Enrichment Education

How tuition-free college could help the student debt crisis

“If we think about the future, if we think about providing opportunities for more Americans to go to college, one of the first steps would be, making it affordable and free tuition at the public level,” one expert told Changing America.
iStock

Story at a glance

  • President Biden couldn’t garner enough support to include two years of free community college in his Build Back Better Agenda. 

  • Some states, like New Mexico and New York, have implemented programs that allow residents to apply for tuition-free college. 

  • About 75 percent of students took out loans to attend two or four-year colleges and they account for about half of the $1.6 trillion of outstanding student loan debt. 

The $1.6 trillion student debt crisis has led President Biden to publicly consider forgiving at least $10,000 per federal borrower, yet critics of widespread student loan forgiveness argue cancelling loans for current debt holders does little to solve problems for future borrowers.  

But what if higher education were free?  

Surveys show there is an appetite for free tuition at state colleges and universities, especially when it targets qualified candidates. Politicians like Bernie Sanders and even President Biden have floated the idea of free college, invigorating the national debate over how to reign in the growing student debt crisis? 

However, a plan for tuition-free college hasn’t been able to get through Congress, as First Lady Jill Biden confirmed in February when the president’s proposal to make two years of community college free for eligible students did not garner enough Democratic votes to pass through the Senate. 

Some states have taken the matter into their own hands, offering options for a tuition-free college degree. New Mexico recently passed legislation that will provide tuition-free college to up to 35,000 New Mexicans that attend a New Mexican public or Tribal college or university. New York has also launched a scholarship program that allows eligible residents to attend certain state schools tuition free. 

The impact of tuition-free college can be significant, as the cost of college has more than doubled in the past two decades and is growing steadily by around 7 percent each year, all while wages are stagnating by comparison for young adults.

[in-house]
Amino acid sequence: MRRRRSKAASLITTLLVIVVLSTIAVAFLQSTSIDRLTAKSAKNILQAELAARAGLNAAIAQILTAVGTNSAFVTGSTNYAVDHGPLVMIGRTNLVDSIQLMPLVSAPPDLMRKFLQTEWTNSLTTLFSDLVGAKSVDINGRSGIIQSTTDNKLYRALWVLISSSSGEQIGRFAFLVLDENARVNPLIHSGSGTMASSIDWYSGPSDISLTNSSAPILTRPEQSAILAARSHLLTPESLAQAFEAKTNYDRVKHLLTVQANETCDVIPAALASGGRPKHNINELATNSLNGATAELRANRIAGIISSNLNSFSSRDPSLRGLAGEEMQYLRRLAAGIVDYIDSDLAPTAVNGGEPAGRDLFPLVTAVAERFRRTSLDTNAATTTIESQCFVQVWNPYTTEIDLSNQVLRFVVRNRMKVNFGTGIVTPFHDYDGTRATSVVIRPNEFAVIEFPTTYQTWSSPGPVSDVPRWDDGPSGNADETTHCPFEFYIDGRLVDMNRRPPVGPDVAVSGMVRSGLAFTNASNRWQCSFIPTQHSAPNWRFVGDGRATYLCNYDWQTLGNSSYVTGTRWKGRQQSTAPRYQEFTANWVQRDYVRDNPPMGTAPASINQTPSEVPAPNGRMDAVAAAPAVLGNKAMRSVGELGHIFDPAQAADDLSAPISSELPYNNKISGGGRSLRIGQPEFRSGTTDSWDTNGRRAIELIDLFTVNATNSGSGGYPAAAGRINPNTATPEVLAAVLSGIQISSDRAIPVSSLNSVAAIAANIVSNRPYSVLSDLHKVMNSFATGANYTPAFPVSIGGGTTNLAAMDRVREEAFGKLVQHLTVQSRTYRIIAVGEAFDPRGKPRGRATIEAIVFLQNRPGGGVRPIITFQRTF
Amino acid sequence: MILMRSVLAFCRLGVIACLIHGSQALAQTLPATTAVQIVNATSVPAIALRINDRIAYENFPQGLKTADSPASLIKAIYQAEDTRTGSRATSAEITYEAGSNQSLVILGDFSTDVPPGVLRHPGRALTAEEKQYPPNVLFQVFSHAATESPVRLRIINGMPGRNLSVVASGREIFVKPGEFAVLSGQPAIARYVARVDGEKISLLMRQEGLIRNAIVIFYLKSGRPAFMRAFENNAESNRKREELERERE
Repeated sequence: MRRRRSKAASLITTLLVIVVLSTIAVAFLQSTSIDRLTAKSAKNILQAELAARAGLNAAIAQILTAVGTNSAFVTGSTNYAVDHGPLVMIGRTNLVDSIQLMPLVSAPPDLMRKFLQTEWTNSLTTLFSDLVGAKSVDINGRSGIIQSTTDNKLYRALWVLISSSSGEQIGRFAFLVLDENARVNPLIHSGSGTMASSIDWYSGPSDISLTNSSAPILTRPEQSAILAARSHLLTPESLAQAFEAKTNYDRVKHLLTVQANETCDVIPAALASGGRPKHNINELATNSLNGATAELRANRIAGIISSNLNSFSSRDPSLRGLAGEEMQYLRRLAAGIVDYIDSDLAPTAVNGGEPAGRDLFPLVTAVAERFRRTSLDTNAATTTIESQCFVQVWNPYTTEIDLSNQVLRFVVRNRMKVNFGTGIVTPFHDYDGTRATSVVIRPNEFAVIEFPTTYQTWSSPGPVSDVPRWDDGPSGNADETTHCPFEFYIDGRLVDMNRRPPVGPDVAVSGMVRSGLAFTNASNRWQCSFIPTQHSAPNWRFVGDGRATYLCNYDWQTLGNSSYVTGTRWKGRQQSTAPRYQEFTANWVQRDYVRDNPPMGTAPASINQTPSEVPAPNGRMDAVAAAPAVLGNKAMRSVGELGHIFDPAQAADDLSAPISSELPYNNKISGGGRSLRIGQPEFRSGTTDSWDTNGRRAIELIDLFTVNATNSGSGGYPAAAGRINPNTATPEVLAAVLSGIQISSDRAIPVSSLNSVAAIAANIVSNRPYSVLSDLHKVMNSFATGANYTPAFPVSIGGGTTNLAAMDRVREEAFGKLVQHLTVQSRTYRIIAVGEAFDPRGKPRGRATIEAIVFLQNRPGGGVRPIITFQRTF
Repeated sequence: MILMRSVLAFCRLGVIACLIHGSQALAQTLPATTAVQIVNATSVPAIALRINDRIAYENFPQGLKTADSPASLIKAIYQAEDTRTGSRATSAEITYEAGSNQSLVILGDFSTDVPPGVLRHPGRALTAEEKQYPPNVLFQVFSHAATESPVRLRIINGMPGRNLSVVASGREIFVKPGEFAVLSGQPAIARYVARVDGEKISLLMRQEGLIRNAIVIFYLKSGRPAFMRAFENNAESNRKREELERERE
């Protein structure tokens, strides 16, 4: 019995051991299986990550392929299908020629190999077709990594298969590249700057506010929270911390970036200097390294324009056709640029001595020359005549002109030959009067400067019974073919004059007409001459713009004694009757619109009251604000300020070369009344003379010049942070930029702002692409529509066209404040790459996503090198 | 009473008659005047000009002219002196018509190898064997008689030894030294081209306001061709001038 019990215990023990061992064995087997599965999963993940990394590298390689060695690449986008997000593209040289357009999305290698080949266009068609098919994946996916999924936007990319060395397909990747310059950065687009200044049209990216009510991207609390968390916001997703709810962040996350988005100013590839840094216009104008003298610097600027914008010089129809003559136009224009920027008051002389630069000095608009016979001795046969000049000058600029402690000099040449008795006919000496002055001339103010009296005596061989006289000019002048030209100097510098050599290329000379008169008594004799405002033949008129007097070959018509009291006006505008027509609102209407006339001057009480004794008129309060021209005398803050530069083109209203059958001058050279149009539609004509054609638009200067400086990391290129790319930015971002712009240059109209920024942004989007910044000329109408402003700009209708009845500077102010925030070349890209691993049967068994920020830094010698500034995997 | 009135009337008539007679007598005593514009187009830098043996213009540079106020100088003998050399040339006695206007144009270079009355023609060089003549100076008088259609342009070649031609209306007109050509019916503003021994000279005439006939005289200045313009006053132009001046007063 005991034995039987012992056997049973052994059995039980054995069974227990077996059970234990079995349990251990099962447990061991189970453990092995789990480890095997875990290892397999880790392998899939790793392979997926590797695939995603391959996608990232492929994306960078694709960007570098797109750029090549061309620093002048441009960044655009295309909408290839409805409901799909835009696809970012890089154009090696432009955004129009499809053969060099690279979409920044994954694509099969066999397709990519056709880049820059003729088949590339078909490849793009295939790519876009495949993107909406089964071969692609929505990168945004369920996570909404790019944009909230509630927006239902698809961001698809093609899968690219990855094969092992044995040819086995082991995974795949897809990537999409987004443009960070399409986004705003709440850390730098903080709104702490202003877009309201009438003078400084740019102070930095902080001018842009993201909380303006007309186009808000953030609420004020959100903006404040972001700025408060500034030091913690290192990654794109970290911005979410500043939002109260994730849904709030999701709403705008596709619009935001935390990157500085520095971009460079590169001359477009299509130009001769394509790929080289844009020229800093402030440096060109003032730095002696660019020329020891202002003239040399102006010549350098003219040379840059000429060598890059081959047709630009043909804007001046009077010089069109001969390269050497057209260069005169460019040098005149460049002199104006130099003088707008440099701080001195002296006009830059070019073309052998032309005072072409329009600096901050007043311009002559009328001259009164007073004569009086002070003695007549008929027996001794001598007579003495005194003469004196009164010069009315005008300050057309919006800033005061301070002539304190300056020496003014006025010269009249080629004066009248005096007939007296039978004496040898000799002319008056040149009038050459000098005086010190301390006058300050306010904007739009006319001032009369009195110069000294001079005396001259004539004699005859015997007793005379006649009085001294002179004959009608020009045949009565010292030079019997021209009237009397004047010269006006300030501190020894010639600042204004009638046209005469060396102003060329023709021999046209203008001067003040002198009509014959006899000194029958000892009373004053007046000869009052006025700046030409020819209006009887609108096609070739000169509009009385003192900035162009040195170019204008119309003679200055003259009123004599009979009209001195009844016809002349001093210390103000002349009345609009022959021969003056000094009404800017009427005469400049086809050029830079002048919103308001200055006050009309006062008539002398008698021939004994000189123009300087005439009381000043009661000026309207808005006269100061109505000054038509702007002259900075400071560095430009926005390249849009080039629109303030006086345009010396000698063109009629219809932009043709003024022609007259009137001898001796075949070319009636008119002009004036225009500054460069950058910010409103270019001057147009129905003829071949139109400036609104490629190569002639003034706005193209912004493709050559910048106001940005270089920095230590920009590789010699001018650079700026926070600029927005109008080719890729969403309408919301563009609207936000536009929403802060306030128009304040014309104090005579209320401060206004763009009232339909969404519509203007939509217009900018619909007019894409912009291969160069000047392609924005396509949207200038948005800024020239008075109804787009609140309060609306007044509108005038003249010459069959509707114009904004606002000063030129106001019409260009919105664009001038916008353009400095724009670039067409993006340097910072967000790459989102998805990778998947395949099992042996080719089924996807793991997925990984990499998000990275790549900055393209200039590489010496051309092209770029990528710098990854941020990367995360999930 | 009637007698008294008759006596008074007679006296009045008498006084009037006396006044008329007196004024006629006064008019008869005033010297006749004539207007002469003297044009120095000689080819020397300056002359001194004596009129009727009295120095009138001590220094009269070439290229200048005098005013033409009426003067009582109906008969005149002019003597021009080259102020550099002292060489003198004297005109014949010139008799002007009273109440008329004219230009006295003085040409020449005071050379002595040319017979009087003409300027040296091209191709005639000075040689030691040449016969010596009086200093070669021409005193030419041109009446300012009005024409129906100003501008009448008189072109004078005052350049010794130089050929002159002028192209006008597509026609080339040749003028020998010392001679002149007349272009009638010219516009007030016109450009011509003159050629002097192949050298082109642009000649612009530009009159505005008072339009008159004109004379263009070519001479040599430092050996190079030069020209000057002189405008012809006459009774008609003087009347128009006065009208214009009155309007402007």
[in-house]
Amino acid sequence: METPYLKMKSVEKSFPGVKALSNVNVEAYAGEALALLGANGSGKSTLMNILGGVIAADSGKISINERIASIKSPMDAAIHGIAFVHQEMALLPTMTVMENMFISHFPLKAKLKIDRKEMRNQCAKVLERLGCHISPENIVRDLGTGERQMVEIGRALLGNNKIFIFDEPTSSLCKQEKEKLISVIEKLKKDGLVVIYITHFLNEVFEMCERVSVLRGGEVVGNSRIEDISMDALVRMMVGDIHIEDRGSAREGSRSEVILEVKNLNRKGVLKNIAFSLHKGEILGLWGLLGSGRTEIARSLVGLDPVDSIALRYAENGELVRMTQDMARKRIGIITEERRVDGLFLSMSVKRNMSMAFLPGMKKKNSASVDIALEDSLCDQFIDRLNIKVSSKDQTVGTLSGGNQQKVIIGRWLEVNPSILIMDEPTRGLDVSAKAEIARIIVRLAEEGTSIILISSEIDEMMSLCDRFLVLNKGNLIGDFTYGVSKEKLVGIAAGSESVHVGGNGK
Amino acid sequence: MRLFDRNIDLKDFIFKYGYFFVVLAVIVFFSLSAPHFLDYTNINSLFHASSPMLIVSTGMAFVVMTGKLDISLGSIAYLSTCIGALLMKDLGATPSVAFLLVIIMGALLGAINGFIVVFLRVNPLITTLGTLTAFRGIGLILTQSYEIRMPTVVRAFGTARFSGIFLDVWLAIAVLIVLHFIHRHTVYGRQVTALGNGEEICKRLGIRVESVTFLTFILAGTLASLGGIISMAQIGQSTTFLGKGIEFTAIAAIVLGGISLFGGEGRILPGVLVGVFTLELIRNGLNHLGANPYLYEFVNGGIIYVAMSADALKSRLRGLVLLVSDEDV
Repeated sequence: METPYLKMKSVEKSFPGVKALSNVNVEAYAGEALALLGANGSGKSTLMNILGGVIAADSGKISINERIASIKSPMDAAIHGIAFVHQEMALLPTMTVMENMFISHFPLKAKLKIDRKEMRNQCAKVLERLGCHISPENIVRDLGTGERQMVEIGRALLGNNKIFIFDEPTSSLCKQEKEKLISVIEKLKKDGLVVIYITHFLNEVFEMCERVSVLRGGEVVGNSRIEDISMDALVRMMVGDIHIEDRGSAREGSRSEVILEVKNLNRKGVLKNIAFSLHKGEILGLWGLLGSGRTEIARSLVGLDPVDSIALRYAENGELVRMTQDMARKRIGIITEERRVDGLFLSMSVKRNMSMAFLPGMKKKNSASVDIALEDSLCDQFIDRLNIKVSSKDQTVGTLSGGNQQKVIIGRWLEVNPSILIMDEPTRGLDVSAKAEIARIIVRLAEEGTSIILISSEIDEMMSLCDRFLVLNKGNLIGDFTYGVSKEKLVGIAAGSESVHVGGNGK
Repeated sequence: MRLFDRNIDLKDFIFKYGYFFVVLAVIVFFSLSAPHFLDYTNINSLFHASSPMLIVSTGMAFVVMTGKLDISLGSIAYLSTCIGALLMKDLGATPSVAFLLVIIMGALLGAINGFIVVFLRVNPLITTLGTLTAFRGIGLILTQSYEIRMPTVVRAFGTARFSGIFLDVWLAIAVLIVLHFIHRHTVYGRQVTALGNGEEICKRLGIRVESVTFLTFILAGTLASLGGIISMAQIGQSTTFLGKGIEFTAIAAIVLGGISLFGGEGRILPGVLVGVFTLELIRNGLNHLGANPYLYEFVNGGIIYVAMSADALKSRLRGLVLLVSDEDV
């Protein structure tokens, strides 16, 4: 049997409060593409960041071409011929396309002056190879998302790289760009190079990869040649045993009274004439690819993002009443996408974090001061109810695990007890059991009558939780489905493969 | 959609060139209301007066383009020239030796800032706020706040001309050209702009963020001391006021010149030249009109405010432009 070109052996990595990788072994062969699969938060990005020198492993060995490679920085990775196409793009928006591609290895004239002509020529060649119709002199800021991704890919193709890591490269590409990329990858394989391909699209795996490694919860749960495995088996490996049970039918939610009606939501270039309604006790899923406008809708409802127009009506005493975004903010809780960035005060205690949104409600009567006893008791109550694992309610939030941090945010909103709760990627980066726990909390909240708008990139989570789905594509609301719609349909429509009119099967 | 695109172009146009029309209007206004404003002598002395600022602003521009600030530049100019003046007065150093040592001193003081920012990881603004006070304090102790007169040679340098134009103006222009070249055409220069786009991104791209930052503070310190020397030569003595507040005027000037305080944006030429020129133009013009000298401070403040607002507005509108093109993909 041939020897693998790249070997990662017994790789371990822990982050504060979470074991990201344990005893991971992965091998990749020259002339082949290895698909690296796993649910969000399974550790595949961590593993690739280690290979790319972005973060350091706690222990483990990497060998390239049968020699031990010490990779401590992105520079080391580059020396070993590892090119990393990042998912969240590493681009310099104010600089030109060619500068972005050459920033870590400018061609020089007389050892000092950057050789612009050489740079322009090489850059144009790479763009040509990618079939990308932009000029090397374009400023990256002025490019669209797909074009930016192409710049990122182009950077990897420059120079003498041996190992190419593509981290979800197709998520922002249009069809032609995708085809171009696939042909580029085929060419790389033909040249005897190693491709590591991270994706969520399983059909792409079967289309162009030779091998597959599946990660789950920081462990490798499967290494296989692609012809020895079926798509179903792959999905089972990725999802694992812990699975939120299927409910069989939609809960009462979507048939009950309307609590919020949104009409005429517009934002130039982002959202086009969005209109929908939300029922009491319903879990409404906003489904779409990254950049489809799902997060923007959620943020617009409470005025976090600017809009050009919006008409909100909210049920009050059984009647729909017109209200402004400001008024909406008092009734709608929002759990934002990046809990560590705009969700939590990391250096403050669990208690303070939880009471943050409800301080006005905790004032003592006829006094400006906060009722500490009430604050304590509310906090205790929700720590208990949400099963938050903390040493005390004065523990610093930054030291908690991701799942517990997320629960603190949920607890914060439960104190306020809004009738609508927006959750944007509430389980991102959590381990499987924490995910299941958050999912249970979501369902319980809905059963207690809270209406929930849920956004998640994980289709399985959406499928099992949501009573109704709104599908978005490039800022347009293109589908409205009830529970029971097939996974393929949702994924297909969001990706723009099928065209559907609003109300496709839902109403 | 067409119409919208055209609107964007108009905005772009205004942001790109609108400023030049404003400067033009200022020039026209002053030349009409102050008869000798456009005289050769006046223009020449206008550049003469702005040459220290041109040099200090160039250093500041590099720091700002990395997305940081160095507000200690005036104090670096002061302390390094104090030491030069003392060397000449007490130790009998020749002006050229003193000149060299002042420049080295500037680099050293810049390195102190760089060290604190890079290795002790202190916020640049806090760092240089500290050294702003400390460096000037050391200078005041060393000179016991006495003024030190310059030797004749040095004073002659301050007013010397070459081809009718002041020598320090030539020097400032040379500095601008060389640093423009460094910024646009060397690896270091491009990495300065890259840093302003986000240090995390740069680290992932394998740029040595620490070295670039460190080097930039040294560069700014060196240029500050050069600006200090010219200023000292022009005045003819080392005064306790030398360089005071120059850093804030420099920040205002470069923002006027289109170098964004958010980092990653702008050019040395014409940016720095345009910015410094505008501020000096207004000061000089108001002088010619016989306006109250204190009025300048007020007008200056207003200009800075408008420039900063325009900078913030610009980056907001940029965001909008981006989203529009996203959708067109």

America is changing faster than ever! Add Changing America to your Facebook or Twitter feed to stay on top of the news. 


The cost of attendance, including room and board, supplies and other fees, is roughly $25,487 per year at a public school while a four-year private, nonprofit college can cost $53,217 annually.  

All of this has fed the debate to simply make college tuition-free, enabling easier access to higher education while simultaneously lowering the volume of debt future students need to take on — as currently 43 million borrowers collectively owe around $1.6 trillion in student loan debt. 

Brian Powell, a professor of sociology at Indiana University, told Changing America that although public opinion on loan forgiveness varies, his research shows overwhelming support for free tuition. When thinking about college prospects, one of the first things people consider is tuition, he added. 

“If we think about the future, if we think about providing opportunities for more Americans to go to college, one of the first steps would be, making it affordable and free tuition at the public level,” said Powell, who authored “Who Should Pay: Higher Education, Responsibility and the Public,” alongside Natasha Quadlin, an assistant professor of sociology at the University of California at Los Angeles.  

Powell noted support for free tuition at public institutions was especially high when targeting what they referred to as qualified students – the definition for which also varied widely among those they surveyed.